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Shooting Food

1850s

CHARLES PHILIPPE AUGUSTE CAREY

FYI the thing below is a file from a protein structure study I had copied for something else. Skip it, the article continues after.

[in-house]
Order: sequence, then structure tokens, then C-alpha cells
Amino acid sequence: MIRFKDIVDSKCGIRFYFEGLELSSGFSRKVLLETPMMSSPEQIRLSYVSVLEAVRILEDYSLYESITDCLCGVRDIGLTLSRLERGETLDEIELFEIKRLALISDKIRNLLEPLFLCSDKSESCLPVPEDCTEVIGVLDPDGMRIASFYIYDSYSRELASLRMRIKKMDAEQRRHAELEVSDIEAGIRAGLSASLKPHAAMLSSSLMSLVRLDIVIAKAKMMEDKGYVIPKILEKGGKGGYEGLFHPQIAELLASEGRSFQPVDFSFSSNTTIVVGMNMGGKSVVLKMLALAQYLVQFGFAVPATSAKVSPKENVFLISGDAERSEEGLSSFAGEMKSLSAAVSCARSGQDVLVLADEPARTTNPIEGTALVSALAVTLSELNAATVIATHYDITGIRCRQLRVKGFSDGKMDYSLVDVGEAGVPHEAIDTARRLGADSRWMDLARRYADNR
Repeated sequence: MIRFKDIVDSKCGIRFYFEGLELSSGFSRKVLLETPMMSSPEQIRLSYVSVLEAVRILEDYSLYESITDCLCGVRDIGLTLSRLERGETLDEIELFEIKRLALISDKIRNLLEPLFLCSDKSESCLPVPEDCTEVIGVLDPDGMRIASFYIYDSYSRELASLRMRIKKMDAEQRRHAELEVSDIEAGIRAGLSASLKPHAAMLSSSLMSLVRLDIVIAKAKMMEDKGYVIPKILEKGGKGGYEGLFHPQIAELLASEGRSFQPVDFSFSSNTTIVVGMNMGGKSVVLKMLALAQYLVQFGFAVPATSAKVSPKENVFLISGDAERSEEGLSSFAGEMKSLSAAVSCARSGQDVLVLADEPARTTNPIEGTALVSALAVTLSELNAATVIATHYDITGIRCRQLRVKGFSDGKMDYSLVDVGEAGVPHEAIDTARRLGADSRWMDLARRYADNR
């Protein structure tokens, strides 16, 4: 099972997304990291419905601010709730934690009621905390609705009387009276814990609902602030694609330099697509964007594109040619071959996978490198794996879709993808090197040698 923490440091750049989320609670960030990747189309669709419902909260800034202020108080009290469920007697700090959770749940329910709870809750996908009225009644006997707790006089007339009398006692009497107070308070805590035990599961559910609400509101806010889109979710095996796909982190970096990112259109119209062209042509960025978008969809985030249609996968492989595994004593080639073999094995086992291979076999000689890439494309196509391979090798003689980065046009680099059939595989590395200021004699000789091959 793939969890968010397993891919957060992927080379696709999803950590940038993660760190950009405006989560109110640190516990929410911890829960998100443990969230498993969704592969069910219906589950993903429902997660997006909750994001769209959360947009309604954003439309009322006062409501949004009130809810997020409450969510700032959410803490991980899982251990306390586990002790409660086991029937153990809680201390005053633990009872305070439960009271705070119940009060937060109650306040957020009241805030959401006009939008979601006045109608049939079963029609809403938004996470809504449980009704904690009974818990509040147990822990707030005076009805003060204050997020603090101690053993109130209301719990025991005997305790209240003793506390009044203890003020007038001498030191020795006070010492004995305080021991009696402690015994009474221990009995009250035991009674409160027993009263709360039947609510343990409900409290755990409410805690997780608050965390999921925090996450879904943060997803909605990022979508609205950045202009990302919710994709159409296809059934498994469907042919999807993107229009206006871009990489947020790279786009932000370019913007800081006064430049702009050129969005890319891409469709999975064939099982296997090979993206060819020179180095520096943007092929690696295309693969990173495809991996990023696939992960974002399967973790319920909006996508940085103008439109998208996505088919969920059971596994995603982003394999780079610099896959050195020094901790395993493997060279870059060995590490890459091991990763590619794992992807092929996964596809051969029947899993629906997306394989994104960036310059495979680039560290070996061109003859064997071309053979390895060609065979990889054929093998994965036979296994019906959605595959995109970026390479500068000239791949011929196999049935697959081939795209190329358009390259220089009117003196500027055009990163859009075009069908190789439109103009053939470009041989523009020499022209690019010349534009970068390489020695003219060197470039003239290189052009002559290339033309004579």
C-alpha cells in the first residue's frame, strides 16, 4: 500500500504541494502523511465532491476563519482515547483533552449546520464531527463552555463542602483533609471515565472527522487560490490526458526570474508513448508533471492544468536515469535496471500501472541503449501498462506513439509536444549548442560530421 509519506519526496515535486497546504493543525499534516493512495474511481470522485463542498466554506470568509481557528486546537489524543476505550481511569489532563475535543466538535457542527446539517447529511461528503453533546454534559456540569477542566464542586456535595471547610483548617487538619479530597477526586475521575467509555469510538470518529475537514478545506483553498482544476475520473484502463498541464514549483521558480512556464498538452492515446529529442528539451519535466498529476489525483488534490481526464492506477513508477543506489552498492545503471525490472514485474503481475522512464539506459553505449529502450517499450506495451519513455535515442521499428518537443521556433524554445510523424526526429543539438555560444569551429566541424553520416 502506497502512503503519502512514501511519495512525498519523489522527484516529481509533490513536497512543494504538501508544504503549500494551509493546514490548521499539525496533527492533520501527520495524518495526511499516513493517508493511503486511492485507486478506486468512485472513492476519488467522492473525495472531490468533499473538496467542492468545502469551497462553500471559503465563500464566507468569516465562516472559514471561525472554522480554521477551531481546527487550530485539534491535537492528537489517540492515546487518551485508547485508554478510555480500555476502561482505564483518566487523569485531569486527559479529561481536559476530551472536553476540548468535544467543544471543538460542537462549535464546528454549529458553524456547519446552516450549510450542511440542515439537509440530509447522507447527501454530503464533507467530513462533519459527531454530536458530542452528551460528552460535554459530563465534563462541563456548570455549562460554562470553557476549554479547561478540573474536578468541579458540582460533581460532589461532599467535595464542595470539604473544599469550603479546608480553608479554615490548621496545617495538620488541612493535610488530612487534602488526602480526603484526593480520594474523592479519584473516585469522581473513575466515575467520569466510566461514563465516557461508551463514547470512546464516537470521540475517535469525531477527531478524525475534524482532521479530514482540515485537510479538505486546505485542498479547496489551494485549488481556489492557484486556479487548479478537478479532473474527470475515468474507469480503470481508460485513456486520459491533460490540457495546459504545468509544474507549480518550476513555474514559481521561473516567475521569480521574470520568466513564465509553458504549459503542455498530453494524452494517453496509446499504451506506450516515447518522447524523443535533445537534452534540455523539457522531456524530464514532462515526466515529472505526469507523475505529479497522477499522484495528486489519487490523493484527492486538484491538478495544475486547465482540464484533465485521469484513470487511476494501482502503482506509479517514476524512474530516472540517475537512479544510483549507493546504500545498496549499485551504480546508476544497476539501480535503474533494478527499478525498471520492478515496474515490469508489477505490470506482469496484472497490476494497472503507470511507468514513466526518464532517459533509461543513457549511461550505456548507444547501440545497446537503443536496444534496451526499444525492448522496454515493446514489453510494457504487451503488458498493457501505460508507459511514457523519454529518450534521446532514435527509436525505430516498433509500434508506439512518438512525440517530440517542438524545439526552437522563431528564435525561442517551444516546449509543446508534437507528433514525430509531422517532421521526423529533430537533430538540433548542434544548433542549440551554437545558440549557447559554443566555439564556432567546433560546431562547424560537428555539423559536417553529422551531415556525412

In the mid 19th century, the still-life genre had begun to shift from painting to photography. Props became less symbolic, more literal. In Carey’s , which pictures meticulously hung birds, a saucepan suggests that the waterfowl will become food. Gone are the more magnificent piles of animals (symbols hinting at death, decay, or ephemerality). This is a particularly elegant example of using food in its raw form as still life; other examples from this period often lacked the grace of the paintings they were emulating, and could seem cluttered and grotesque. His work is reflective of the time, but in a way, very ahead. Perhaps Carey was purposely trying to forge a different identity for the art of photography— moving away from the symbolism of food in painting, while simultaneously pulling on its legacy.

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